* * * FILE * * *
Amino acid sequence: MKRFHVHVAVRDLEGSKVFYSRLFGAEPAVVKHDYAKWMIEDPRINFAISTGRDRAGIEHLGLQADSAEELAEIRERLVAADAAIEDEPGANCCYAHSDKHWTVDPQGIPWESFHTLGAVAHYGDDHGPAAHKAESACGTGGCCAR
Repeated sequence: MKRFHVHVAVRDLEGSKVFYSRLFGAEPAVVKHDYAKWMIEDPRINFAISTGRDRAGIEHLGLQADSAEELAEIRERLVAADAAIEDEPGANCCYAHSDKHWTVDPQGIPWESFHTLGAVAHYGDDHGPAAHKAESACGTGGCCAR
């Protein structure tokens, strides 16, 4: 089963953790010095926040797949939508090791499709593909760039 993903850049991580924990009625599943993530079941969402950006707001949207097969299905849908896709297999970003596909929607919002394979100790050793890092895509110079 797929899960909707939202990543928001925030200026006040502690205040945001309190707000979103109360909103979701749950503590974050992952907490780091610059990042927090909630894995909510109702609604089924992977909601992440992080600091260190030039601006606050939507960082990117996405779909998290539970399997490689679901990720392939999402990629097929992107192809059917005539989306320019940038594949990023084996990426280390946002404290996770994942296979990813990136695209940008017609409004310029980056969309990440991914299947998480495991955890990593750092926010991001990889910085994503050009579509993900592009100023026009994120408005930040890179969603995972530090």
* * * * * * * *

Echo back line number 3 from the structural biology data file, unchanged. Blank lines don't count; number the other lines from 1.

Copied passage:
């Protein structure tokens, strides 16, 4: 089963953790010095926040797949939508090791499709593909760039 993903850049991580924990009625599943993530079941969402950006707001949207097969299905849908896709297999970003596909929607919002394979100790050793890092895509110079 797929899960909707939202990543928001925030200026006040502690205040945001309190707000979103109360909103979701749950503590974050992952907490780091610059990042927090909630894995909510109702609604089924992977909601992440992080600091260190030039601006606050939507960082990117996405779909998290539970399997490689679901990720392939999402990629097929992107192809059917005539989306320019940038594949990023084996990426280390946002404290996770994942296979990813990136695209940008017609409004310029980056969309990440991914299947998480495991955890990593750092926010991001990889910085994503050009579509993900592009100023026009994120408005930040890179969603995972530090």